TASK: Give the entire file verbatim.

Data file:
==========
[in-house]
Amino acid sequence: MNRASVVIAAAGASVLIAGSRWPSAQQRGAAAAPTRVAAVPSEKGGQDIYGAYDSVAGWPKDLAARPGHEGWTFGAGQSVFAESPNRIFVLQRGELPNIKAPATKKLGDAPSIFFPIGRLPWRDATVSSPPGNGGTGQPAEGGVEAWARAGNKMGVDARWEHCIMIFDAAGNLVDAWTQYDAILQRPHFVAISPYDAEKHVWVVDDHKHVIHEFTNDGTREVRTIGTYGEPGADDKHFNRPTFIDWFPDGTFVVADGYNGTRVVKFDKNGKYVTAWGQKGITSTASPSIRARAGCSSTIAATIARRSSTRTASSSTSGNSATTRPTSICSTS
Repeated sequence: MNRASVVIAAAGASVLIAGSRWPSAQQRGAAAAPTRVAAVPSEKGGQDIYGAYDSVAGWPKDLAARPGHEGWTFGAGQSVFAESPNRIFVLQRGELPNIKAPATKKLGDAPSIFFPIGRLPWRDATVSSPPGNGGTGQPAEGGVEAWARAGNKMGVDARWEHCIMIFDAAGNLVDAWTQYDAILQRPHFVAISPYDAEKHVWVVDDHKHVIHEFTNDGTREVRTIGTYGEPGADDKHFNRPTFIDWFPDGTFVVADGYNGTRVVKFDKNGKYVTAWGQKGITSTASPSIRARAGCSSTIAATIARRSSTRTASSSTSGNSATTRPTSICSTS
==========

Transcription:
[in-house]
Amino acid sequence: MNRASVVIAAAGASVLIAGSRWPSAQQRGAAAAPTRVAAVPSEKGGQDIYGAYDSVAGWPKDLAARPGHEGWTFGAGQSVFAESPNRIFVLQRGELPNIKAPATKKLGDAPSIFFPIGRLPWRDATVSSPPGNGGTGQPAEGGVEAWARAGNKMGVDARWEHCIMIFDAAGNLVDAWTQYDAILQRPHFVAISPYDAEKHVWVVDDHKHVIHEFTNDGTREVRTIGTYGEPGADDKHFNRPTFIDWFPDGTFVVADGYNGTRVVKFDKNGKYVTAWGQKGITSTASPSIRARAGCSSTIAATIARRSSTRTASSSTSGNSATTRPTSICSTS
Repeated sequence: MNRASVVIAAAGASVLIAGSRWPSAQQRGAAAAPTRVAAVPSEKGGQDIYGAYDSVAGWPKDLAARPGHEGWTFGAGQSVFAESPNRIFVLQRGELPNIKAPATKKLGDAPSIFFPIGRLPWRDATVSSPPGNGGTGQPAEGGVEAWARAGNKMGVDARWEHCIMIFDAAGNLVDAWTQYDAILQRPHFVAISPYDAEKHVWVVDDHKHVIHEFTNDGTREVRTIGTYGEPGADDKHFNRPTFIDWFPDGTFVVADGYNGTRVVKFDKNGKYVTAWGQKGITSTASPSIRARAGCSSTIAATIARRSSTRTASSSTSGNSATTRPTSICSTS